Is it appropriate for children that age to be that independent?

Reinterpreted, it is perfectly normal for young adolescents to start keeping secrets from their parents and doing things without telling them at this age.

On the one hand I feel that the anger of the one mother would certainly instill a feeling of not doing something like that again in her son...

Not an either/or situation. Yes, it might make the child think twice. Or, if this is the usual response to autonomy, it might demonstrate a need for increased stealth and might hurt future communications, i.e. might damage the parent-child relationship, and future interpersonal relationships. But relationships and behavior are not based on isolated incidents.

Or should the understand that they at least have to tell their parents first?

They did understand they were doing something "wrong", i.e. they snuck out. Again, this is normal to want to do.

And what is the best way to tell them?

I'm not sure what you mean by this. "Best" is a request to do something before it happens, but the kids either realized the answer would be "No" and proceeded anyway, or they decided on the spur of the moment (no time to ask.)

...the bemused and relaxed explanation of the other parents might show their son that he can basically do whatever he wants and his parents will be okay with it.

This is one place where "independence" gets very sticky. It's not either/or. There is autonomy (deciding for oneself what actions to take) and there is volition (the degree to which children make decisions about acting based on the morals their parents/society have tried to instill.)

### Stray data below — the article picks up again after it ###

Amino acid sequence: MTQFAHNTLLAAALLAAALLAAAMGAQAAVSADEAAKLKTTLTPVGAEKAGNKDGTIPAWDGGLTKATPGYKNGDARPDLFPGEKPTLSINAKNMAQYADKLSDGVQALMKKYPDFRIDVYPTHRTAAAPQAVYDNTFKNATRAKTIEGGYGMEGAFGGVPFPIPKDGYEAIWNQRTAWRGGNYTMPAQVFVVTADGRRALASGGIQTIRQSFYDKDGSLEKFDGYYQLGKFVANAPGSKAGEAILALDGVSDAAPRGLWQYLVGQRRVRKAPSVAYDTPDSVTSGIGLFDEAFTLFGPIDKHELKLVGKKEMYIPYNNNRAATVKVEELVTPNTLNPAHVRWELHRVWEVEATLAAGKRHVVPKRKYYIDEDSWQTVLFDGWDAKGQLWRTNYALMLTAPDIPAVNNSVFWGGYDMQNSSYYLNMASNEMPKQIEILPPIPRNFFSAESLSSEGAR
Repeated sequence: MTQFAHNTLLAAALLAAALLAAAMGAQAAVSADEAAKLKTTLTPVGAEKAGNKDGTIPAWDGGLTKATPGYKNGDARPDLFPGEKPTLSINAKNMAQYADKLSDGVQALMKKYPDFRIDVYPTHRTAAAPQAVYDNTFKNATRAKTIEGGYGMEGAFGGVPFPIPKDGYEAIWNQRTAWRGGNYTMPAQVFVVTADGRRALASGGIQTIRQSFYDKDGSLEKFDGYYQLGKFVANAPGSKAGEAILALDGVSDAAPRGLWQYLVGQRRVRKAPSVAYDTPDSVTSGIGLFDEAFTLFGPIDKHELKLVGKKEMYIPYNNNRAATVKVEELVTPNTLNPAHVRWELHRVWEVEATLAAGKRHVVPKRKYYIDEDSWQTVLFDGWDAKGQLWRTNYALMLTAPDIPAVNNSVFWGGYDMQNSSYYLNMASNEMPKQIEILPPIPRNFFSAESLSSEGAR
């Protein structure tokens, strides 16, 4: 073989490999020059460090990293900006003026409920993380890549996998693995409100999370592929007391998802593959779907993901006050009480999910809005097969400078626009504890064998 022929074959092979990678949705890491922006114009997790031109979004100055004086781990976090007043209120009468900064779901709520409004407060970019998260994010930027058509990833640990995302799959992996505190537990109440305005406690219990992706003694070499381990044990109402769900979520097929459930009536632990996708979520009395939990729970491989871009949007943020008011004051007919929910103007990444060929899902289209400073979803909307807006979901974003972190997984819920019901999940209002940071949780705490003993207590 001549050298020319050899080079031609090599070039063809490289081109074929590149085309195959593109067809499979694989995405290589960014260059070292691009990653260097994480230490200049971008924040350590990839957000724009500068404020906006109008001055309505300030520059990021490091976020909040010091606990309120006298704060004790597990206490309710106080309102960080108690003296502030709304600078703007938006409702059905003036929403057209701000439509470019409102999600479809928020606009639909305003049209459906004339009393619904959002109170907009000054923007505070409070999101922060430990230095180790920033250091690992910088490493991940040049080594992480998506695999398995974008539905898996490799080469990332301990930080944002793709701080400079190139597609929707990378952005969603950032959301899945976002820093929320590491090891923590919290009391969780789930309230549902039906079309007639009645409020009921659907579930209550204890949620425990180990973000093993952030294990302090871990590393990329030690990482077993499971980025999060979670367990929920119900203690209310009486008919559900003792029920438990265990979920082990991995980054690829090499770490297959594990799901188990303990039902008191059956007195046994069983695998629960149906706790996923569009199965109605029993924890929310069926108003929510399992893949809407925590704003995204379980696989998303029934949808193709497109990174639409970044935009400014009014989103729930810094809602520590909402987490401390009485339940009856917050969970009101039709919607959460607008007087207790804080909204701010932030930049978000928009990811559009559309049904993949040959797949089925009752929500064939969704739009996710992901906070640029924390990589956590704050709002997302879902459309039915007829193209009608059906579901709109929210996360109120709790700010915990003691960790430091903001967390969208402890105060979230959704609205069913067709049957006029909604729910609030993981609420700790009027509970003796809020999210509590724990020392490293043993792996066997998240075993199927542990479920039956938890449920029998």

As you said, the kids did nothing "bad" when they acted autonomously. They snuck out to look at the stars. Their "volition" was pretty acceptable.

How should a parent act in these circumstances?

There should be a consequence, but generally, when a high degree of volition is demonstrated, "good" parents should take this into consideration. Higher degrees of volition in adolescent decisions usually strengthen the relationship between parent and child.

...he can basically do whatever he wants...

No. Kids this age (and throughout adolescence) still need a lot of parental involvement and monitoring. Because kids this age make alarmingly bad decisions sometimes.

Without analyzing, parents usually support decisions that demonstrate a high degree of volition, and don't support those that show a low degree.

How I handled it

With grown kids, I can tell you how I handled it when they were going through adolescence. I made it a point not to get angry after the fact, because I wanted to let my kids know that they could tell me anything, and I mean anything. What happened is that I would have a discussion with the child about the action they took. In this case, I would have discussed how important it would have been to me to ask in advance because I would have worried terribly had I accidentally discovered an empty bed. And depending on where they went, I would want them to understand the importance of the risks involved. Since what they did was beyond harmless, it would have ended there, with a "Please ask next time" caveat.